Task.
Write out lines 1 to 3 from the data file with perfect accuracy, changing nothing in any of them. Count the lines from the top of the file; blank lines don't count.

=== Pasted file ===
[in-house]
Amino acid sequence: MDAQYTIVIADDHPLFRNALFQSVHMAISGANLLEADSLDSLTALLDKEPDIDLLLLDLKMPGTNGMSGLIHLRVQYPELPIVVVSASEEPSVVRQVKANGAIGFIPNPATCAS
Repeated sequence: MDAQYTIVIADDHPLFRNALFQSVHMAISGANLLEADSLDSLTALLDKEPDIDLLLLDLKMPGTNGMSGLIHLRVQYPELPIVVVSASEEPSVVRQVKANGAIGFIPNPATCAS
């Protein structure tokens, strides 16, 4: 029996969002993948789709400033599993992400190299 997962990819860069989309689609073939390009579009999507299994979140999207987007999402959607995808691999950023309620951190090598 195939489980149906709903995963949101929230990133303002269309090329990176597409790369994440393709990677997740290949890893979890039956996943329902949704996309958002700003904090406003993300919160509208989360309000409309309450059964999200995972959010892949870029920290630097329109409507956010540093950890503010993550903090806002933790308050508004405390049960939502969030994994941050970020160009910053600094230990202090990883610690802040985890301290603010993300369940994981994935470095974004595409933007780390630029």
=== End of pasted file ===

[in-house]
Amino acid sequence: MDAQYTIVIADDHPLFRNALFQSVHMAISGANLLEADSLDSLTALLDKEPDIDLLLLDLKMPGTNGMSGLIHLRVQYPELPIVVVSASEEPSVVRQVKANGAIGFIPNPATCAS
Repeated sequence: MDAQYTIVIADDHPLFRNALFQSVHMAISGANLLEADSLDSLTALLDKEPDIDLLLLDLKMPGTNGMSGLIHLRVQYPELPIVVVSASEEPSVVRQVKANGAIGFIPNPATCAS